OK, Scrooge was a tight-waded miser who had no friends, only one nephew (for family) and was pretty much disliked by all he came in contact with. But does that make him a bad person? In this era of inclusion Scrooge has to be accommodated.
Dicken’s character build of Scrooge is perhaps misunderstood by readers and movie-goers alike. There have been many iterations of the Scrooge character in films – at least thirty going back to the 1940s. Basically, Scrooge wanted to be left alone and asked for nothing of anyone – a rarity in today’s ‘gimme’ world.
Christmas has gravitated to a ‘giving and receiving fest’. With news broadcasters reporting how much money the average family will spend and on what items. Tech toys and gaming are big, as are drones. Apparel not so much. Gift cards are prevalent and lots of stuff is bought online. Amazon is booming. Their ship-to time is fast and, for the most part, free. But, I digress, let’s get back to Scrooge.
Not a soul in “The Christmas Carol” gives Scrooge anything. Those that he comes in contact with are unpleasant and some contemplate his demise. They talk of taking his bed linens and curtains and divvying-up his other belongings upon his death. What would Bob Cratchit and his family do without Scrooge? Simply put, Scrooge is thrifty – a valued trait in this age of spending and debt accumulation. The U.S. Government could take a lesson or two from Scrooge on the value of a dollar. Not only that, but Scrooge is diligently working on behalf of his clients, while saving on energy and air pollution by conserving the use of coal.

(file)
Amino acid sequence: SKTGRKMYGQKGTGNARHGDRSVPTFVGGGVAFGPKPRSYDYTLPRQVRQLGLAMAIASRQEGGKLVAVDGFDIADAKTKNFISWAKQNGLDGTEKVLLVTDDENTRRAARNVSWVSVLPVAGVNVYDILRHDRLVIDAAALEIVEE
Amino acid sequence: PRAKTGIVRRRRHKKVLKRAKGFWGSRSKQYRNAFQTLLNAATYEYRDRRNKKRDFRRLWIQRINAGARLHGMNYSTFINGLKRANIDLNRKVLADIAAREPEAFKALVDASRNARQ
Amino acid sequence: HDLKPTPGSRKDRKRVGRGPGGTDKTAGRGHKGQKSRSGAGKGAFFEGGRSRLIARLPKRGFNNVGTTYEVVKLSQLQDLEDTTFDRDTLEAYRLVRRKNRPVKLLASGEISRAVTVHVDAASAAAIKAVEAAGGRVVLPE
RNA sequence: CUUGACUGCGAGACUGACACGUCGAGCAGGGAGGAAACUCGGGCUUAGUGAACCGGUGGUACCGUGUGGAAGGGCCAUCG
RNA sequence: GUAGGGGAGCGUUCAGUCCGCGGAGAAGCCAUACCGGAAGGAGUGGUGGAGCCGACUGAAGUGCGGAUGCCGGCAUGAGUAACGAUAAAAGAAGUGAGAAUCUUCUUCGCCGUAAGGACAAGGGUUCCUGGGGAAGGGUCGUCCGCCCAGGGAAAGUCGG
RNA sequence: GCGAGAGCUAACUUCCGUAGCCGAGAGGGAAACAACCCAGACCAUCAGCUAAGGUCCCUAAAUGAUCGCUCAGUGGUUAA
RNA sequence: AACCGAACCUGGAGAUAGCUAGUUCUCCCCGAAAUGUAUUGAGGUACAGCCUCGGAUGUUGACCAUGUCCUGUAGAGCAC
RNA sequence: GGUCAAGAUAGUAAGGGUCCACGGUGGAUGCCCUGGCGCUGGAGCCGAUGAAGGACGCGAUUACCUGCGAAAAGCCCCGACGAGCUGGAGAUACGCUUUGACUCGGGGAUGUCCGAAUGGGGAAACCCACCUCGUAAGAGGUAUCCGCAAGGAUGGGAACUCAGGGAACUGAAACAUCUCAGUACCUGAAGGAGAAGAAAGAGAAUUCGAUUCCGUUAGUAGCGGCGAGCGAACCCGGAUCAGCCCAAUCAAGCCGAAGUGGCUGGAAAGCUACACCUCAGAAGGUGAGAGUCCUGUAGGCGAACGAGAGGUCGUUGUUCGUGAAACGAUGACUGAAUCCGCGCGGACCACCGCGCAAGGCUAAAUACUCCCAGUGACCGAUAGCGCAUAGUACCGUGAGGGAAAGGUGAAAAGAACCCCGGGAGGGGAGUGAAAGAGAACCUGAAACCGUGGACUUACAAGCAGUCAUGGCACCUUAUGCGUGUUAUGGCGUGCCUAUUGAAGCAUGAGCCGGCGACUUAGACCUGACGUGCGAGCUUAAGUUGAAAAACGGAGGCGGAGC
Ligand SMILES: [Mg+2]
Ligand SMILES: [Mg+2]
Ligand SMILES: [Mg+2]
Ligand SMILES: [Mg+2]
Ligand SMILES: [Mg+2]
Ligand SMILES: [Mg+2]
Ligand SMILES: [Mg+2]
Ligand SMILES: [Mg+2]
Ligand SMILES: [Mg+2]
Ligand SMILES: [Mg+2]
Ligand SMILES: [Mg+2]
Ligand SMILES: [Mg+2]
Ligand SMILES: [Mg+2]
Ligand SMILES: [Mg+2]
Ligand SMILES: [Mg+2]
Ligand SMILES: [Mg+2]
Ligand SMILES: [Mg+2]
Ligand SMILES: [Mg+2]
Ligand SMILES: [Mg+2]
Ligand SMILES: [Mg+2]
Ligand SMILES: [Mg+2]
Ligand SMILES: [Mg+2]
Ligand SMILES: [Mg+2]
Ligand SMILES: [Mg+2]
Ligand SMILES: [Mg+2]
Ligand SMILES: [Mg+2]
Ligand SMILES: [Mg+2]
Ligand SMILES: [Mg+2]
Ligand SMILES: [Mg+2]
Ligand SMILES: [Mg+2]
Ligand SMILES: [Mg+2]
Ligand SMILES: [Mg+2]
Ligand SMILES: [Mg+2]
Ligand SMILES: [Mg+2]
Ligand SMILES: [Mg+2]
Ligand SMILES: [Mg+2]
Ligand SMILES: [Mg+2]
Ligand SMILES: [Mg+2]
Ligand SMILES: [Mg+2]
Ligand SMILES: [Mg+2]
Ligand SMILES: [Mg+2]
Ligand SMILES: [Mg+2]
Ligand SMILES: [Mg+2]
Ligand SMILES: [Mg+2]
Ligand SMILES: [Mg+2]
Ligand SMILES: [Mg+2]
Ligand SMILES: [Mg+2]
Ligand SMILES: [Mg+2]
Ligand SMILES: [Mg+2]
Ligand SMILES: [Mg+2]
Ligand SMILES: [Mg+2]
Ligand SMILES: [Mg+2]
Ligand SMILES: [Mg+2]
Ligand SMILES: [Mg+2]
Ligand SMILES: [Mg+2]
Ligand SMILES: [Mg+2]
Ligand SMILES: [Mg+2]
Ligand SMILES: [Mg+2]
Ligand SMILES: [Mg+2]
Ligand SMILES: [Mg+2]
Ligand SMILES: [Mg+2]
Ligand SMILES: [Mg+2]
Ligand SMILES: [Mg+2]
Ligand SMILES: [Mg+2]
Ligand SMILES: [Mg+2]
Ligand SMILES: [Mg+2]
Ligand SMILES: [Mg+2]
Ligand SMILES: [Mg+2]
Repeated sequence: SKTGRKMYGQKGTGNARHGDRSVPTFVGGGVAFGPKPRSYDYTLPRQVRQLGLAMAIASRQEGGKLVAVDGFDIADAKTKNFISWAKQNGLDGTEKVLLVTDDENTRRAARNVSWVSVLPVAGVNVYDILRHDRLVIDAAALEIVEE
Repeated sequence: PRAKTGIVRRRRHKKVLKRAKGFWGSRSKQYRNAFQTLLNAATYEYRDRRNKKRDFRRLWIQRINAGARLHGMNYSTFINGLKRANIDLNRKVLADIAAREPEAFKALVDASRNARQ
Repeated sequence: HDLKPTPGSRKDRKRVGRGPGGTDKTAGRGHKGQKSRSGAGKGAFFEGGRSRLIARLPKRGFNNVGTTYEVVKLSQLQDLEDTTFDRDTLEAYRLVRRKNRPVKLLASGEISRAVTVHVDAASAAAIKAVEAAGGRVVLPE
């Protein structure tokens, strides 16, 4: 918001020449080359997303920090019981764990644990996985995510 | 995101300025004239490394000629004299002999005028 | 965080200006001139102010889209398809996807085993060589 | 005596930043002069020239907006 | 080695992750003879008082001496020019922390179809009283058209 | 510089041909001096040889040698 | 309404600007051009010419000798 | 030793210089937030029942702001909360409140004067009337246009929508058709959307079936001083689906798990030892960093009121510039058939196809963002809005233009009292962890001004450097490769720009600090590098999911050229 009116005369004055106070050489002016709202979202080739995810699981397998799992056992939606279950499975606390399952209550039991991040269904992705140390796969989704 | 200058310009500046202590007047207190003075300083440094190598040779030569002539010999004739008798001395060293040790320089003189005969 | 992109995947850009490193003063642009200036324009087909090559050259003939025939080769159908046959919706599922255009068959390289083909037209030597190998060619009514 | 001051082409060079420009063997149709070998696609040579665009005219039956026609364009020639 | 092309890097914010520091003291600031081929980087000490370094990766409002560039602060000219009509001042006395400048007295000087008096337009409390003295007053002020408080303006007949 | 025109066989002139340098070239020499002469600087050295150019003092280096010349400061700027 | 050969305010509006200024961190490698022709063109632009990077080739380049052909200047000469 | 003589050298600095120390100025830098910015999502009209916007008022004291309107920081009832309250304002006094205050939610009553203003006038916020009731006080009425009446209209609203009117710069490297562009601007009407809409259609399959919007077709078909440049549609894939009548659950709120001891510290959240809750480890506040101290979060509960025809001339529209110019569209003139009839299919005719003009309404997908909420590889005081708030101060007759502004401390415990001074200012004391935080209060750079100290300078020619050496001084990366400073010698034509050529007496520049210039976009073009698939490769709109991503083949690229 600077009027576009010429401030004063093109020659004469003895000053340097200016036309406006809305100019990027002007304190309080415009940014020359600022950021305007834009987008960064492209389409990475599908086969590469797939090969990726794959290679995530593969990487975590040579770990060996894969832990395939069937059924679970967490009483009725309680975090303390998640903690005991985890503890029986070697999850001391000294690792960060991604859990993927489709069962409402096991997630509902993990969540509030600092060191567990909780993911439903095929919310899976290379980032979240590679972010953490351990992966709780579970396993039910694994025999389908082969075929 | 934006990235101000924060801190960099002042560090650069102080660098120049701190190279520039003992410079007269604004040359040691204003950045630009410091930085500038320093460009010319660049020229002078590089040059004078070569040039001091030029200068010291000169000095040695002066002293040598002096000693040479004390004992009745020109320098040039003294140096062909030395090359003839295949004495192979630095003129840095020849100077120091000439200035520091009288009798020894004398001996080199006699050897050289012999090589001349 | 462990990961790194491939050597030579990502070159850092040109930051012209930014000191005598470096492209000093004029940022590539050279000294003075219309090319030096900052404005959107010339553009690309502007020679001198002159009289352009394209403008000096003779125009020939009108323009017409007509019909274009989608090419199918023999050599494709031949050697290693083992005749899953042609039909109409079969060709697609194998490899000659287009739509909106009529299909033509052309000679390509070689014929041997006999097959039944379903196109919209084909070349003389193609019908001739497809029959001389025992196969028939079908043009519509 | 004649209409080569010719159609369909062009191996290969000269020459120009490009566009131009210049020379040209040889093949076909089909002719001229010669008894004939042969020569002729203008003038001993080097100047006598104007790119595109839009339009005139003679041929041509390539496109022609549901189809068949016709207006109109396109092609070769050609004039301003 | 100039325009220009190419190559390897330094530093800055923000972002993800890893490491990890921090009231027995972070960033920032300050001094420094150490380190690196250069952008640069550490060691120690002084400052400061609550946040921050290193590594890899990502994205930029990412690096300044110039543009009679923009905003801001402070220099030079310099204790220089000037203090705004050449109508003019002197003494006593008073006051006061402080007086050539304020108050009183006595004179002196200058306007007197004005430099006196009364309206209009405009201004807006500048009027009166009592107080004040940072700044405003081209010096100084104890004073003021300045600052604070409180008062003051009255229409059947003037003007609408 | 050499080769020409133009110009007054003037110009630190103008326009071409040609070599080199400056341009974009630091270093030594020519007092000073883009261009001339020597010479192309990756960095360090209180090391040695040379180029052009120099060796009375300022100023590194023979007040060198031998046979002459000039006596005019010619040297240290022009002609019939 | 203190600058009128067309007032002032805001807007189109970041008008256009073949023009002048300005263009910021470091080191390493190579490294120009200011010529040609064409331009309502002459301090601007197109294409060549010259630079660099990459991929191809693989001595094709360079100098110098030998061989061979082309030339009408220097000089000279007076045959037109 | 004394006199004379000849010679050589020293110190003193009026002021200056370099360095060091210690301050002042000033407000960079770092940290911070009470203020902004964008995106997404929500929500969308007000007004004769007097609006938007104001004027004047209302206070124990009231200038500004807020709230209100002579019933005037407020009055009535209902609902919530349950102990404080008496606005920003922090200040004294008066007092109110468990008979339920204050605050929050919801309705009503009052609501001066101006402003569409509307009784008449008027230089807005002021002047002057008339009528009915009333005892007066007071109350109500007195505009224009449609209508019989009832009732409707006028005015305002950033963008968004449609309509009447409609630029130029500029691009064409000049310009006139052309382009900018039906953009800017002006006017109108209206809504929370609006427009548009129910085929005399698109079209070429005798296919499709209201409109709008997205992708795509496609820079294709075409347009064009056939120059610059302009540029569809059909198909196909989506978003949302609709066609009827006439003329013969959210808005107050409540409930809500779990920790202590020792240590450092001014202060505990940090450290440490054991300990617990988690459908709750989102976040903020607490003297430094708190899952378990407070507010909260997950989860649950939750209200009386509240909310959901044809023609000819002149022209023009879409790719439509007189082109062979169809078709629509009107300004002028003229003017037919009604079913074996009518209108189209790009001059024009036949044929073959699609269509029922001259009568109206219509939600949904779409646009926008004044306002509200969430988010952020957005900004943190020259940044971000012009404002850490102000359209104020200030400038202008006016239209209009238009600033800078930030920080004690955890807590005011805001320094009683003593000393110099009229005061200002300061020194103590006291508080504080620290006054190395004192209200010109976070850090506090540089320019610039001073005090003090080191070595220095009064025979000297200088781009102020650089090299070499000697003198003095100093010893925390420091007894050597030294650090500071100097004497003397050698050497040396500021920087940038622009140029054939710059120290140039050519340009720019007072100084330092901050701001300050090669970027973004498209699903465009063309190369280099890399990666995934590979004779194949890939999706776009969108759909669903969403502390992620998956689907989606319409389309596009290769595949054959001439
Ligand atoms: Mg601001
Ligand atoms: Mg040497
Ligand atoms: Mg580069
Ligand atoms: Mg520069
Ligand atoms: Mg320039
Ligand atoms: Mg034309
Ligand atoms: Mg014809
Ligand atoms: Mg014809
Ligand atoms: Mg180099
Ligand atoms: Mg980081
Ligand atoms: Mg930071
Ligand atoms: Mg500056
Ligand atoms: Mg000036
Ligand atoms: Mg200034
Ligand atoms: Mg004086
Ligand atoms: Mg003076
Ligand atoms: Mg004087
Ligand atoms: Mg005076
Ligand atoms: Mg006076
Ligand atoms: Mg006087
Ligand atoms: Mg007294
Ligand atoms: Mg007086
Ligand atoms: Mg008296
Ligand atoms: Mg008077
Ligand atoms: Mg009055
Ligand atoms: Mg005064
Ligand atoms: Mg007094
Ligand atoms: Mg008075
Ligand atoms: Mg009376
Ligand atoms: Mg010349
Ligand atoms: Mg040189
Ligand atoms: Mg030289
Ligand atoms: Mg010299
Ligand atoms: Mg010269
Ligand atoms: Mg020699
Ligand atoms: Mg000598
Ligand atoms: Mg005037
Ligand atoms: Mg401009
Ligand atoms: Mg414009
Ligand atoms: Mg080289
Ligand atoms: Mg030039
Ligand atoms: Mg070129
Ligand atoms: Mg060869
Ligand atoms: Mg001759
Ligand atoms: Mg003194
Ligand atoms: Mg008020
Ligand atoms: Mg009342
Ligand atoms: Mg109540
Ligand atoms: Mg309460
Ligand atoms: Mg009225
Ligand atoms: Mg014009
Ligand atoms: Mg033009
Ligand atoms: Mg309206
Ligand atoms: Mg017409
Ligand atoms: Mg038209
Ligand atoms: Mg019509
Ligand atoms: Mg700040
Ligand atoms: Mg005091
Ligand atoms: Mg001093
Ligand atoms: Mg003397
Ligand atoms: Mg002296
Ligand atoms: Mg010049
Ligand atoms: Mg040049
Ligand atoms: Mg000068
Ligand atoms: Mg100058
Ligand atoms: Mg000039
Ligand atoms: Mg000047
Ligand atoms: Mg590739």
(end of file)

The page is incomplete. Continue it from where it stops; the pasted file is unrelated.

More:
His nephew, Fred, is a job-less spend thrift who is planning on getting married, go figure. His one employee is a day-dreamer, who shows up late for work and tries to sneak out early, has six children, and a stay-at-home wife. Is Scrooge responsible for Cratchit’s misguided life decisions?
Let’s face it, Ebenezer Scrooge is a victim. No one asked Scrooge what he wanted for Christmas. Charities abound year-round and the requests for donations are everywhere – from the supermarket line to utility bill, not to mention the incessant TV commercials for needy children, pets, and various diseases and afflictions.
Remember good-hearted, lovable, generous, old Fezziwig, the character who goes bankrupt because he couldn’t compete on price. Scrooge, on the other hand, was a financially secure, self-sufficient entrepreneur who was well respected in his business/social circles. He was very successful in his money-lending and trading businesses. He was fair, honest, and shrewd – traits we hold in esteem.
I believe more and more people are becoming closet Scrooges. Secretly they admire his steadfastness against the ‘buy me’ commercialization of Christmas – which now starts right after Halloween. Actually Scrooge needs no defending. If anything he deserves admiration. He is an example to all of us that Christmas is not about those giving and others taking, but about being forthright, honest, and steadfast all of the time. Sure, the holidays should be a happy time spent with family, friends, and neighbors but keep in mind that the majority of the world’s populace doesn’t celebrate Christmas. In the end, Dickens has Scrooge succumbing to social pressures and loosing the fight against the onslaught of ‘commercial’ Christmas.
I liked the ‘old’ Scrooge and the ‘reborn’ Scrooge – why not, it is Christmas!
– What are the four stages of Christmas life:
- You Believe in Santa
- You Don’t Believe in Santa
- You Are Santa
- You Look Like Santa
– A wife asked her car-crazy, motor-head husband what he wanted for Christmas.
“Something that goes from 0-to-220 in three seconds flat” he said.
On Christmas day he unwrapped a bathroom scale.